My wife spent some time selecting and purchasing a sari (sometimes spelled saree) in India recently, and I got to observe the process. A sari, for anyone that doesn't know, is a piece of traditional women's wear in India. They range from normal, every-day type saris all the way up to elaborate wedding saris. I'd estimate the typical range would be maybe 400 to 2,000 rupees (about $6 to $30 U.S.) for the lower-end every-day-use ones, to maybe 6,000 - 20,000 for the fancier ones appropriate for special events, and then there an insane level that goes up into the lakhs (several thousand dollars, and up). We were shopping for the $100 or so variety.
It struck me that *many* of my observations regarding sari-shopping experiences relate to sales. So, as this area of my blog is dedicated to sales and business development best practices, I thought I'd offer up some accounts of these experiences, from which the reader may elect to draw any number of conclusions. All I can tell you at this point is what I've seen. The sometimes-debateable aspect of these stories will be what's most interesting, I think; it may not always be clear whether the observations herein are (1) best practices that could be emulated somehow in other sales processes, or (2) examples of practices that are dire need of improvement. For that, you may decide for yourself!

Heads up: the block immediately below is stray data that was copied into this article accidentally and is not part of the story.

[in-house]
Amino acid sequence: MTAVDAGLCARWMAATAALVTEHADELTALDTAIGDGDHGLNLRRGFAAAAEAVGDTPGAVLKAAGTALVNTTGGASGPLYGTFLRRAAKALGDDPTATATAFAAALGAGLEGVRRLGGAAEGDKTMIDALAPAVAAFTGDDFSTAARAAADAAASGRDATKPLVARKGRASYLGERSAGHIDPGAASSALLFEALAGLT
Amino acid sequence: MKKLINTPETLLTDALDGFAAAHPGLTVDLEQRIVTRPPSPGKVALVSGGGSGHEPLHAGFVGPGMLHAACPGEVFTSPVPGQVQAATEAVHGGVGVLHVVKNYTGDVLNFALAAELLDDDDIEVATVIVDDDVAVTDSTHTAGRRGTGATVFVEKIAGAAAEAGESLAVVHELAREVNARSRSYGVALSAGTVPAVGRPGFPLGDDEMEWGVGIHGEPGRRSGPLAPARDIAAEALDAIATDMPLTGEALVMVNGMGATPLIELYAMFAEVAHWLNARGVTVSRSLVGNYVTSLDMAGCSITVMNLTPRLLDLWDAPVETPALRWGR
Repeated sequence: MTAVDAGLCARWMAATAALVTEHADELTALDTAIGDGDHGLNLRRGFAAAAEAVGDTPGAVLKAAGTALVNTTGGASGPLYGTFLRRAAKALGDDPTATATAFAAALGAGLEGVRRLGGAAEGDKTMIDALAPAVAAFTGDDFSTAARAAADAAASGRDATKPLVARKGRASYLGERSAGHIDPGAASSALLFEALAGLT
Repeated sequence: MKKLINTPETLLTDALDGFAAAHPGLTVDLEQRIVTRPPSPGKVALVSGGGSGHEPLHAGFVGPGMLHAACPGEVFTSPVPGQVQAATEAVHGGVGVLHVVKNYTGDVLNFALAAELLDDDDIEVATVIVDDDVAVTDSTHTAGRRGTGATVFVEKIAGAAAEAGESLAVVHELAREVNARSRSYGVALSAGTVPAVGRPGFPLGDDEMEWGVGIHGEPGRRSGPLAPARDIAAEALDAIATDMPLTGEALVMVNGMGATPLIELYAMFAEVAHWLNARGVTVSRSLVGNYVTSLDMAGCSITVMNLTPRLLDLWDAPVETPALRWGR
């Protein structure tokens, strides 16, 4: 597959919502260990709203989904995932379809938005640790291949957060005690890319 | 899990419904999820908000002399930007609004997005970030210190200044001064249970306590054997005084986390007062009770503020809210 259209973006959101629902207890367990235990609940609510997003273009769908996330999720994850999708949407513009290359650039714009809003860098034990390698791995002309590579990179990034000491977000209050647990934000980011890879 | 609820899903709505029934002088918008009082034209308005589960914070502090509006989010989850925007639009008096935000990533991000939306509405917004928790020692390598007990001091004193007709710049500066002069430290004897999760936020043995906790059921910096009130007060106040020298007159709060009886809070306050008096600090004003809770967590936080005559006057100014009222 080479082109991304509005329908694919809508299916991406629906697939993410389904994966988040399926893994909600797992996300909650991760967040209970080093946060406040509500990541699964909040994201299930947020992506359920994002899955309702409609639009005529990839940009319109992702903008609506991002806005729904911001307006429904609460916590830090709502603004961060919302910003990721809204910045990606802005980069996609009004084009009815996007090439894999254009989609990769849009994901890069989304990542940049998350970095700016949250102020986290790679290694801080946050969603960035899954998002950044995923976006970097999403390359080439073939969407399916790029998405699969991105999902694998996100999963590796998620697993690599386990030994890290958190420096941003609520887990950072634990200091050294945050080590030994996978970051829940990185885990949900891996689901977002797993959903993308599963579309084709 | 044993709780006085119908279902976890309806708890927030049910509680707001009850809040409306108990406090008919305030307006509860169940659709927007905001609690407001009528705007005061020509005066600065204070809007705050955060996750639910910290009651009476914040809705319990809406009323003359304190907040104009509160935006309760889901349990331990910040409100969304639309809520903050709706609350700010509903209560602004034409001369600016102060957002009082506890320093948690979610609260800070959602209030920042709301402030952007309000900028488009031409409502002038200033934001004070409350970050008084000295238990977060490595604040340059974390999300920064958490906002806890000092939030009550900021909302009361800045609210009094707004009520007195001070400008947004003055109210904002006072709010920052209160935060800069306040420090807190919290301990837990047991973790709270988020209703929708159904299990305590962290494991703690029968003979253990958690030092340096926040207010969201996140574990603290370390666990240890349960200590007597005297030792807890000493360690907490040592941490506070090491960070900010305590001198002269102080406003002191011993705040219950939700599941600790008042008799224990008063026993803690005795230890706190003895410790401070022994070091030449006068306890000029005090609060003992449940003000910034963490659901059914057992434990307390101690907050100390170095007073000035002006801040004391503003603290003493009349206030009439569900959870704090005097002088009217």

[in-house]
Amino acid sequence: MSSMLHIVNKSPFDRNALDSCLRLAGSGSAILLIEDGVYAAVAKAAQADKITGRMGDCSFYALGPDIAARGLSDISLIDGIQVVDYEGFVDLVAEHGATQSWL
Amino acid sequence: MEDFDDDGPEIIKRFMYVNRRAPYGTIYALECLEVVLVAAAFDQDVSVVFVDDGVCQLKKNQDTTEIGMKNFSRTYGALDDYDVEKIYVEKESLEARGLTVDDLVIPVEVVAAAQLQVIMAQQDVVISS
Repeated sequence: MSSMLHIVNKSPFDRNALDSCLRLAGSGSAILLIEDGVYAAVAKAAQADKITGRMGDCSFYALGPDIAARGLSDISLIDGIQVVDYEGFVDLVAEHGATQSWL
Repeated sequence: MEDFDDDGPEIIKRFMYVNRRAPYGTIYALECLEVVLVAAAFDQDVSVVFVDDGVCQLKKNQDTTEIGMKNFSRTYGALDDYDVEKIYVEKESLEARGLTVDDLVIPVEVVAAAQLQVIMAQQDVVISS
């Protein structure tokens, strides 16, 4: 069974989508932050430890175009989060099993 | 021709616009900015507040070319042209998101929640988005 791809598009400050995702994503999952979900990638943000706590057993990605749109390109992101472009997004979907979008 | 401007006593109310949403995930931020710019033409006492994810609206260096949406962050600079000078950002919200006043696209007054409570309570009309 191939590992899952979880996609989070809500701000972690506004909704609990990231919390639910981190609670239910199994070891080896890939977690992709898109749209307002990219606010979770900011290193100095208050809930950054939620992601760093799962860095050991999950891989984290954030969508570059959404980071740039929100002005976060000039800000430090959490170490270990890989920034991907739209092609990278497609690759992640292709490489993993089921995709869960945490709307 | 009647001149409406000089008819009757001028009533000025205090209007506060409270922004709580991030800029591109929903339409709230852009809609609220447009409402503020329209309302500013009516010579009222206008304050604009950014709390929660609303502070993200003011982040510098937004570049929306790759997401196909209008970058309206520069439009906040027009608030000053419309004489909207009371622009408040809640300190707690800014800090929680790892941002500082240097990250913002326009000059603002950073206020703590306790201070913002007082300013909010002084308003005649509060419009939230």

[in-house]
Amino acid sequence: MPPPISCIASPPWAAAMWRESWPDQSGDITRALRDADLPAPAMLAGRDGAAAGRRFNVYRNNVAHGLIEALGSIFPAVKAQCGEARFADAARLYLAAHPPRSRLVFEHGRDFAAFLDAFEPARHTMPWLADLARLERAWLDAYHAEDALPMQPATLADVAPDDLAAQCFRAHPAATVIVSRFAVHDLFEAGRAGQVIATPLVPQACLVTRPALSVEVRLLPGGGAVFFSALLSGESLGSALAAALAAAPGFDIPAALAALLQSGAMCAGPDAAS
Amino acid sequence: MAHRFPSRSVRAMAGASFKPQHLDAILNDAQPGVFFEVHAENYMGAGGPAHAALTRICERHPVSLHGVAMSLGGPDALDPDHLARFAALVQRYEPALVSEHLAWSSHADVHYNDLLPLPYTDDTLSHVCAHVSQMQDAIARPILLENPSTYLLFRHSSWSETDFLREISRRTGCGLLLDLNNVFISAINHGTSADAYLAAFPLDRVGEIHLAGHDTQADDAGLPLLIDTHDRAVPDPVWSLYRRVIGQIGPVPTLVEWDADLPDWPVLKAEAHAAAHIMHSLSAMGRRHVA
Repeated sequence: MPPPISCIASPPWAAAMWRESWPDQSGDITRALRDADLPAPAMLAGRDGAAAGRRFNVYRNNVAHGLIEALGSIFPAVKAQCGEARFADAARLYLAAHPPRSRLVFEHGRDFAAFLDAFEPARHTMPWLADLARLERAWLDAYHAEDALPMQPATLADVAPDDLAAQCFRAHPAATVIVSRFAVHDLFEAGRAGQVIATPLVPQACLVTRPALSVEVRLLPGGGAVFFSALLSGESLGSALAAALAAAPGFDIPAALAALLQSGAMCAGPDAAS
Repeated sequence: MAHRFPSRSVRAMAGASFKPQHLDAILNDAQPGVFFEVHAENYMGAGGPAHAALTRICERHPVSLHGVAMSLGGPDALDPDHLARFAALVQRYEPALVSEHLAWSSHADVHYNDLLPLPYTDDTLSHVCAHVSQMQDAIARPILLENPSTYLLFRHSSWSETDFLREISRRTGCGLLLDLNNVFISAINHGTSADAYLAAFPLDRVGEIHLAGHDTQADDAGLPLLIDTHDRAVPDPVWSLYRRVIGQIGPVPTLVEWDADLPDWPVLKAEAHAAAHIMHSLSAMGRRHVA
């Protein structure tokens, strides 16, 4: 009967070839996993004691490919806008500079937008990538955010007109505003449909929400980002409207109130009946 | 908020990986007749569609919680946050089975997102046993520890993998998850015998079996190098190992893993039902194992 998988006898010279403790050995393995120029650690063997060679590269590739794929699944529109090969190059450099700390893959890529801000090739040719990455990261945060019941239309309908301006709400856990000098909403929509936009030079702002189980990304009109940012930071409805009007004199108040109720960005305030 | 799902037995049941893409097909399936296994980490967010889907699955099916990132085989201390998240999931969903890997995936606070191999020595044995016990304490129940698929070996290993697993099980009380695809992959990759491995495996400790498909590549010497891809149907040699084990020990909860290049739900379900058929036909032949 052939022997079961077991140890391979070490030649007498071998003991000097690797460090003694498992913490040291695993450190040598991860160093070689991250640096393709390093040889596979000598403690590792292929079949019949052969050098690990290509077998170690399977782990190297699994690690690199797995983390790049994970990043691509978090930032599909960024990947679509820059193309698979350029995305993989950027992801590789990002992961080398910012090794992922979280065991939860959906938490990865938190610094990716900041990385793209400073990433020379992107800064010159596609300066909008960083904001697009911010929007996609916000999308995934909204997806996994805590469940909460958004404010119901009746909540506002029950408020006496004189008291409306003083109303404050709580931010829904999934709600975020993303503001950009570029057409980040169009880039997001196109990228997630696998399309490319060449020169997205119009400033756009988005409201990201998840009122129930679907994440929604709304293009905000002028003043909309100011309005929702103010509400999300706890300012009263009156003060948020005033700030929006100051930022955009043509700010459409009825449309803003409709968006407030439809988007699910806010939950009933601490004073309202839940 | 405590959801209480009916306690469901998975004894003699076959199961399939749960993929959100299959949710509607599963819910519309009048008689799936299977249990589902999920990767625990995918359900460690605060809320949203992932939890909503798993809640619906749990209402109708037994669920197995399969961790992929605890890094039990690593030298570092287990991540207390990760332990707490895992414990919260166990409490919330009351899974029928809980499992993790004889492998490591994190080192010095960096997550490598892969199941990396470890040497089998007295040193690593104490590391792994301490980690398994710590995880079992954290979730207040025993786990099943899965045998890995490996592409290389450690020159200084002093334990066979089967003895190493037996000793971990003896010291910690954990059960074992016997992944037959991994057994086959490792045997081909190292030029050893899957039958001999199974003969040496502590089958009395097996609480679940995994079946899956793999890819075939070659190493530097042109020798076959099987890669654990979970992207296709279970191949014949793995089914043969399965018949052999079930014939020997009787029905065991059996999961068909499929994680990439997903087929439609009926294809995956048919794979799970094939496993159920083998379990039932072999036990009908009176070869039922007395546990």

Read more: Sales Observations Based on Buying a Sari in India